Why I Am Skeptical of Church Surveys

Have you participated in a church survey? It seems quite innocent. The leaders are interested in your personal feedback. You think, "Our leaders are looking out for our best interests." Godly shepherds of the flock are taking their responsibilities seriously. You feel heartened as you open the survey and start to check the boxes and give additional comments. You want to be an engaged member of your church.

As you read through the survey, you start to notice a theme. You notice a few questions and requests for feedback related to the pastor and staff. They are creatively dispersed throughout:

How would you rate the preaching in our church?

Would you feel comfortable inviting a visitor to the church worship services?

Do you feel you are being adequately fed from Sunday to Sunday?

The survey starts to feel like a way to "smoke out" issues that are attached to a broader narrative. Beneath the thin layer of questions could possibly lurk another agenda. The survey might feel as if it is being employed to provide feedback on any number of problems in the church. The survey functions like a 360 evaluation with the critics maintaining their anonymity and immunity for what feedback they provide. This can prove deadly, particularly if the problems are aimed at the church staff.

If you are going to conduct a survey of your church members, here are a few suggestions that I would encourage the leadership to consider:

  1. Do not allow surveys which permit critical comments to be submitted anonymously.
  2. If you are a volunteer leader, don't allow the survey to keep you from the hard work of candid conversations that you should be having with the hired staff. I would strongly urge churches to have regular reviews of staff that are both honest and encouraging.
  3. Seek advice from seasoned churches/skilled organizations that have benefitted from a particular type of helpful research.
  4. If a pastor has been brought into a challenging context and has had to make hard decisions, do everything you can to pray for and guard your pastor in the process.
  5. Regardless of the circumstances, do everything you can to protect the pastor, his wife and children. Needless damage has been done to pastors and their families that leave scars that last a lifetime. Be mindful that you are caring for a family, not just an individual. It is not just the pastor's place of work...it is his family's place of worship.
  6. Create questions that are solution-based. When people are critical, ask them to offer solutions. Those solutions should also include their participation.

When I was a pastor, I would receive an occasional note from a congregant. I was always encouraged with positive and constructive criticism, yet I had one requirement. If the writer would not sign the complaint with his or her personal name, I immediately threw it into the trash. On the other hand, if a name was attached, I would read it and do what I could to follow up with a meeting. This would often lead to mutual understanding through helpful conversations. It actually built community rather than destroyed it.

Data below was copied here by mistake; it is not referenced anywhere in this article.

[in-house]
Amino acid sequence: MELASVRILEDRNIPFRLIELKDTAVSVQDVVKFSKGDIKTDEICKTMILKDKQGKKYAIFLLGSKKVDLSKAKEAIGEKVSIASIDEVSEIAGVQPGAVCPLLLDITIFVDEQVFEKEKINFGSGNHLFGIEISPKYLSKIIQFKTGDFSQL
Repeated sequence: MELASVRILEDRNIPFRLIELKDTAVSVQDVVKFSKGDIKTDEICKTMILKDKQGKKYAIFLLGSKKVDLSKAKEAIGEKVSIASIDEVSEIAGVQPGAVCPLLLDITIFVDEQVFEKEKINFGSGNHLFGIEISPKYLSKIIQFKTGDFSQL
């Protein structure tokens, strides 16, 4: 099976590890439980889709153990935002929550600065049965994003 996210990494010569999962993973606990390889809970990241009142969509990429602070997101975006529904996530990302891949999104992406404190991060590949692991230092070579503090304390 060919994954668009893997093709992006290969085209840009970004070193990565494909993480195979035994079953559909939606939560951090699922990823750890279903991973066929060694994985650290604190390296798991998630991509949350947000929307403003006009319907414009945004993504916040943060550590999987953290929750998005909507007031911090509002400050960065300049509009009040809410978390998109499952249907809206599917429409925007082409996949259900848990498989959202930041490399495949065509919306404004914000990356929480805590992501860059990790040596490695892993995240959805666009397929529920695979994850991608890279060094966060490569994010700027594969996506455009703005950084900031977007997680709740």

I would be interested in your feedback. Have you done a church survey? Were you the subject of a church survey? What went well? What did not go well? What advice would you add? Let me know your thoughts.

Copyright © 2014 Timothy S. Lane. All rights reserved.


Tim Lane

Dr. Timothy S. Lane is the President of the Institute for Pastoral Care and has a counseling practice in Fayetteville, GA. He is a minister in the Presbyterian Church in America (PCA), having been ordained in 1991 and a member of Metro-Atlanta Presbytery. Tim has authored Living Without Worry: How to Replace Anxiety with Peace, and co-authored How People Change and Relationships: A Mess Worth Making. He has written several mini-books including PTSD, Forgiving Others, Sex Before Marriage, Family Feuds, Conflict, and Freedom From Guilt.

He has experience in both campus ministry (University of Georgia, 1984-1987) and pastoral ministry where he served as a pastor in Clemson, SC from 1991 until 2001. Beginning in 2001 until 2013, he served as a counselor and faculty at a counseling organization  in Philadelphia, PA. Beginning in 2007, he served as its Executive Director until 2013.

In 2014, Tim and his family re-located to his home state, Georgia, where he formed the non profit ministry the Institute for Pastoral Care. His primary desire and commitment is to help pastors and leaders create or improve their ability to care for the people who attend their churches. For more information about this aspect of Tim's work, please visit the section of this site for the Institute for Pastoral Care. He continues to write, speak and travel both nationally and internationally. Tim is adjunct professor of practical theology at several seminaries where he teaches about pastoral care in the local church.